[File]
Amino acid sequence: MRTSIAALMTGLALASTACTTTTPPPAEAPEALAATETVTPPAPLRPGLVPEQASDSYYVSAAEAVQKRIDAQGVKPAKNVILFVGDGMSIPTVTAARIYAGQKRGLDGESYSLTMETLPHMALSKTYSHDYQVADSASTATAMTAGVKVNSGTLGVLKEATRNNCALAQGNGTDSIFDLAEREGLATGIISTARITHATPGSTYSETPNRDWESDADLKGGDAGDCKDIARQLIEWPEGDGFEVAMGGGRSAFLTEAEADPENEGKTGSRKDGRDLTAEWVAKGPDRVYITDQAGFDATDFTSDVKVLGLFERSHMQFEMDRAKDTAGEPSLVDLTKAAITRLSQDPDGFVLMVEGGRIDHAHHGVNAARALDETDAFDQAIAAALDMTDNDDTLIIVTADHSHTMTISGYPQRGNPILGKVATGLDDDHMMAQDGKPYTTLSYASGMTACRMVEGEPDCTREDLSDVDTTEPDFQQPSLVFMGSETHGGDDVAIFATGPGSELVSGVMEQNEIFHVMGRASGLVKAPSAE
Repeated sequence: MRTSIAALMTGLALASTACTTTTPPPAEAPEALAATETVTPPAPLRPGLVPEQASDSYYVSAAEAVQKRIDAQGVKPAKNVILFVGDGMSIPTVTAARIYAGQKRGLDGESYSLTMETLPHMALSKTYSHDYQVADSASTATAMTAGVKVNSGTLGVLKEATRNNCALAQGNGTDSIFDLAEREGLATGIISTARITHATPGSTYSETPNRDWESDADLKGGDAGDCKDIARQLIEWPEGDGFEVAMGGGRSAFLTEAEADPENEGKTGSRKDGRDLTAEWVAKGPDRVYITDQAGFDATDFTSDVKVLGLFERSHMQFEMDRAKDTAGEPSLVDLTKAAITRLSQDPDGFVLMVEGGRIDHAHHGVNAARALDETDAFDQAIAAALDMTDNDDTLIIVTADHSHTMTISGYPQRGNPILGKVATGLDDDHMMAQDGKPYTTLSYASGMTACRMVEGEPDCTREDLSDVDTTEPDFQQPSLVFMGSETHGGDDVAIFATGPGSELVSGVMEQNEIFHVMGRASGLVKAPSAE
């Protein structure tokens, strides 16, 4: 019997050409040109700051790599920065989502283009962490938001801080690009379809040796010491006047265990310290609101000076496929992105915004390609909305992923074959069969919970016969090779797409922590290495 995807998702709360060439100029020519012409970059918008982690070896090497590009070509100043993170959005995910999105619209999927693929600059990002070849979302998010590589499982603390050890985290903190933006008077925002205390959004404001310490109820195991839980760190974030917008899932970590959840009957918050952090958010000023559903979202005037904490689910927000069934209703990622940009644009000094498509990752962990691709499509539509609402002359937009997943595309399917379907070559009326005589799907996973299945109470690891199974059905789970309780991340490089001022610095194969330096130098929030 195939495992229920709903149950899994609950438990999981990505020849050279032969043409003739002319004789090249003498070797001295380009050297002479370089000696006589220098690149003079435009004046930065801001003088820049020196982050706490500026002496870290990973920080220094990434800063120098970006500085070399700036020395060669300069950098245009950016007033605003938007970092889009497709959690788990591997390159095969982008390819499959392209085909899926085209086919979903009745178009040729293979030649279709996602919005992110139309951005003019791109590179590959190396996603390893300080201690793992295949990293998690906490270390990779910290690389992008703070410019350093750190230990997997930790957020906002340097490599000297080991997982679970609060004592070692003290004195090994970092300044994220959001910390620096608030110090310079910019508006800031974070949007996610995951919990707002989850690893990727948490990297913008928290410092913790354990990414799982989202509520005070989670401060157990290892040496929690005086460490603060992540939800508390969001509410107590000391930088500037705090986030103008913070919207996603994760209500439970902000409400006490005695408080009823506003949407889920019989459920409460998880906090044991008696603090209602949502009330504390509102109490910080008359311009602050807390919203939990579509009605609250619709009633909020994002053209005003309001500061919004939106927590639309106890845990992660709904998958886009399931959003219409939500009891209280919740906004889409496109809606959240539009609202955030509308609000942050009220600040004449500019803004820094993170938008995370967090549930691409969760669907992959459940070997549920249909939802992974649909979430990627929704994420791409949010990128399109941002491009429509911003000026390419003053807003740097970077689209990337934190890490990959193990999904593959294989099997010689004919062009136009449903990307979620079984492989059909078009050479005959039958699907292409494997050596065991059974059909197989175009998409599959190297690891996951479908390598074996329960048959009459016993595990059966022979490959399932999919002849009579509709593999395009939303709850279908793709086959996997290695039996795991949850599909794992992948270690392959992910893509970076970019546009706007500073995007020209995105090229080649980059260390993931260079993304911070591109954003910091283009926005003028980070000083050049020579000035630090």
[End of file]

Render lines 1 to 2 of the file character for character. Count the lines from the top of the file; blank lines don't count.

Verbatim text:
Amino acid sequence: MRTSIAALMTGLALASTACTTTTPPPAEAPEALAATETVTPPAPLRPGLVPEQASDSYYVSAAEAVQKRIDAQGVKPAKNVILFVGDGMSIPTVTAARIYAGQKRGLDGESYSLTMETLPHMALSKTYSHDYQVADSASTATAMTAGVKVNSGTLGVLKEATRNNCALAQGNGTDSIFDLAEREGLATGIISTARITHATPGSTYSETPNRDWESDADLKGGDAGDCKDIARQLIEWPEGDGFEVAMGGGRSAFLTEAEADPENEGKTGSRKDGRDLTAEWVAKGPDRVYITDQAGFDATDFTSDVKVLGLFERSHMQFEMDRAKDTAGEPSLVDLTKAAITRLSQDPDGFVLMVEGGRIDHAHHGVNAARALDETDAFDQAIAAALDMTDNDDTLIIVTADHSHTMTISGYPQRGNPILGKVATGLDDDHMMAQDGKPYTTLSYASGMTACRMVEGEPDCTREDLSDVDTTEPDFQQPSLVFMGSETHGGDDVAIFATGPGSELVSGVMEQNEIFHVMGRASGLVKAPSAE
Repeated sequence: MRTSIAALMTGLALASTACTTTTPPPAEAPEALAATETVTPPAPLRPGLVPEQASDSYYVSAAEAVQKRIDAQGVKPAKNVILFVGDGMSIPTVTAARIYAGQKRGLDGESYSLTMETLPHMALSKTYSHDYQVADSASTATAMTAGVKVNSGTLGVLKEATRNNCALAQGNGTDSIFDLAEREGLATGIISTARITHATPGSTYSETPNRDWESDADLKGGDAGDCKDIARQLIEWPEGDGFEVAMGGGRSAFLTEAEADPENEGKTGSRKDGRDLTAEWVAKGPDRVYITDQAGFDATDFTSDVKVLGLFERSHMQFEMDRAKDTAGEPSLVDLTKAAITRLSQDPDGFVLMVEGGRIDHAHHGVNAARALDETDAFDQAIAAALDMTDNDDTLIIVTADHSHTMTISGYPQRGNPILGKVATGLDDDHMMAQDGKPYTTLSYASGMTACRMVEGEPDCTREDLSDVDTTEPDFQQPSLVFMGSETHGGDDVAIFATGPGSELVSGVMEQNEIFHVMGRASGLVKAPSAE